Though Rebecca's enthusiasm, over-active imagination and dramatic tendencies have made it easy for her to be branded the crazy ex-girlfriend, the writing of the show and Bloom's performance cause viewers to question why exactly that is. Certainly Crazy Ex-Girlfriend forces the viewer to see the world through Rebecca's eyes, to sympathize with her unhappy life, and to go along as she takes steps to improve it -- no matter how over-the-top they may be. Many scenes, like Rebecca carefully crafting a text that Josh fails to respond to, are too close to those that have played out in everyones' lives to not ring true, even when the series takes the joke a step further, such as Rebecca knowing the exact number of hours it takes Josh to reply.
Still, Bloom's portrayal of Rebecca imbues the character with enough charm and genuine emotion that even the over-the-top moments -- of which there are many -- come off as relatable and fun. Additionally, Bloom pulls off the musical numbers, which either move the plot along, like "West Covina," or poke fun at rom-com conventions, like the hilariously insightful "Sexy Getting Ready Song." Though there may not be enough musical numbers to truly call Crazy Ex-Girlfriend a musical-comedy, they help to bring another kind of entertainment to the series that can be appreciated by fans of Bloom's viral music videos and new viewers alike.
Since Josh doesn't actually appear at all after the first 15 minutes of 'Josh Just Happens to Live Here!', the rest of the premiere is filled by introducing the side characters in Rebecca's quest for happiness. Viewers meet her new boss Darryl (Pete Gardner), who's going through an emotional divorce, the office paralegal Paula (Donna Lynne Champlin) who's suspicious of Rebecca's motives to move to the west coast, and the bartender Greg (Santino Fontana), an old friend of Josh's who quickly develops feelings for Rebecca. Though these characters may simply act as Rebecca's sidekicks in the overarching story of Crazy Ex-Girlfriend, they help to paint West Covina (just two hours from the beach, four in traffic) as a more colorful place than New York City.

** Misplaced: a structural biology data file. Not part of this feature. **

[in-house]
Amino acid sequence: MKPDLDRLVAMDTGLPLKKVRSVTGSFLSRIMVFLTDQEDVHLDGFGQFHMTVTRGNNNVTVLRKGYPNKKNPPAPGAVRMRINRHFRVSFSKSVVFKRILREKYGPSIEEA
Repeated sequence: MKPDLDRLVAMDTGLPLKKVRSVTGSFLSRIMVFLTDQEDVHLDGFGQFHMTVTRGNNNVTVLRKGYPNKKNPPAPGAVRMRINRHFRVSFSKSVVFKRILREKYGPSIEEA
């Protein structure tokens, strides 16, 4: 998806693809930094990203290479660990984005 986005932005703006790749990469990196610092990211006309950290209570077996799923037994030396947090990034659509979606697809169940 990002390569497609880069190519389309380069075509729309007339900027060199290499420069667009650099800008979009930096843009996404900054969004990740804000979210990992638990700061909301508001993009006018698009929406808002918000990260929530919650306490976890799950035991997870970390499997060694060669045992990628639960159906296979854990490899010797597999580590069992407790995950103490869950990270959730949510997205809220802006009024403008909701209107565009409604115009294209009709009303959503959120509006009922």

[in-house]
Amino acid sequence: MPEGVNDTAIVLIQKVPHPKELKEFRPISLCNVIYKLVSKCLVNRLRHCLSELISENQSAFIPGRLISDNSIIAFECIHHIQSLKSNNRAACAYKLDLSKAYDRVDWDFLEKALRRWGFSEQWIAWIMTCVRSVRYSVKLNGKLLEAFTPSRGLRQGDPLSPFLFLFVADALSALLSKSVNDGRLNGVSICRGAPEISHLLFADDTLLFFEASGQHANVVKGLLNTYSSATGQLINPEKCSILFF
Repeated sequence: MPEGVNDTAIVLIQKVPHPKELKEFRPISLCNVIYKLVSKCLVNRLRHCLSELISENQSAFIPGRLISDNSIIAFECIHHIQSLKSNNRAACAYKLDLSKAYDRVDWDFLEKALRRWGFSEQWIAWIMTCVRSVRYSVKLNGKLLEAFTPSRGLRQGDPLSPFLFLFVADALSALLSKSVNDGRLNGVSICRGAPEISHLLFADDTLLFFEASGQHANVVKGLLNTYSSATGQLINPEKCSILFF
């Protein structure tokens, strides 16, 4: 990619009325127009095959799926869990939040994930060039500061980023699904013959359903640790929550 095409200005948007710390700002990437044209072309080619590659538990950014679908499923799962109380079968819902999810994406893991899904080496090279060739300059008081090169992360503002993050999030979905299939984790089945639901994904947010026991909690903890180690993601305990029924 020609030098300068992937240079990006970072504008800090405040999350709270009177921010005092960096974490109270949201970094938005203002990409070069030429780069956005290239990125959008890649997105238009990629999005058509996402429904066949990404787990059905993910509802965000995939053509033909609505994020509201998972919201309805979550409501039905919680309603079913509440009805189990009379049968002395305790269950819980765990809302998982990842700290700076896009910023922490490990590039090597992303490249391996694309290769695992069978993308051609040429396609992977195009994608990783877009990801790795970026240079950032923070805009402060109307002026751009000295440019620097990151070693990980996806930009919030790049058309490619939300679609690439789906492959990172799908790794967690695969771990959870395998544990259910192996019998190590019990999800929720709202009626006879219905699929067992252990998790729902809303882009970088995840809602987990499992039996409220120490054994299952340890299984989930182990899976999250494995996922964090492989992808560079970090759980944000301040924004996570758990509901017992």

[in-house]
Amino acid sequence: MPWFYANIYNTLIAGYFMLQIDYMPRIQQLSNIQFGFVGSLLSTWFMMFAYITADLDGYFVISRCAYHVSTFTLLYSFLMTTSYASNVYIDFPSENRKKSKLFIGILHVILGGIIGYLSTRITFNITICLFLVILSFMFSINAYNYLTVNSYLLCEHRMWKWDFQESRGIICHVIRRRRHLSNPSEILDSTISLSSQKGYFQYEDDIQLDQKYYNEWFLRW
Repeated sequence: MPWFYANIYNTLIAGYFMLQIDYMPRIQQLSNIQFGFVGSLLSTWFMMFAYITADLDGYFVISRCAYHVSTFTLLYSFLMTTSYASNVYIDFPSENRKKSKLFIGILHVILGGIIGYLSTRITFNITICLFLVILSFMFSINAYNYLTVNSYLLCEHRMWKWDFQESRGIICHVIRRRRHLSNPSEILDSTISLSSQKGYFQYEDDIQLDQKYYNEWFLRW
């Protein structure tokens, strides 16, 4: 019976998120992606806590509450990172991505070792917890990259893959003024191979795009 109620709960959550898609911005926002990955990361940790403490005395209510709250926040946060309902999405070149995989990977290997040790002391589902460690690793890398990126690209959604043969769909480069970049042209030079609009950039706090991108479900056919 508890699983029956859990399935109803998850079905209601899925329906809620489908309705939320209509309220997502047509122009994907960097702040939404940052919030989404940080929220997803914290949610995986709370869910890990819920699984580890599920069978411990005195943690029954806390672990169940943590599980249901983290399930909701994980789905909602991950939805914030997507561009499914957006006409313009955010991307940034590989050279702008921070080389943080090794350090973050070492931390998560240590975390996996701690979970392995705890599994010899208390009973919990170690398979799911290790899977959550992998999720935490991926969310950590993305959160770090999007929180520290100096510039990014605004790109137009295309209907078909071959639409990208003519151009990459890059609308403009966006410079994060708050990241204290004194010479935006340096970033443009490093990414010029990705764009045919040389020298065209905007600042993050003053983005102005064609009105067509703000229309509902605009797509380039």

In fact, they help to further to portray Rebecca as a sympathetic character, one who can point out to Darryl that it's not healthy to fixate all emotions on a single person, or realize that her actions are crazy. The scene toward the end of 'Josh Just Happens to Live Here!' when Rebecca confesses her motives for giving up her life in New York to Paula and sees how that could be construed as crazy is one of the most genuinely heartfelt of the episode. And, like the audience, Paula is won over by Rebecca's moment of vulnerability and doubt. Their subsequent friendship, born of kindred spirits who believe in the power of love, is just as (unnervingly) sweet as the high school relationship between Josh and Rebecca.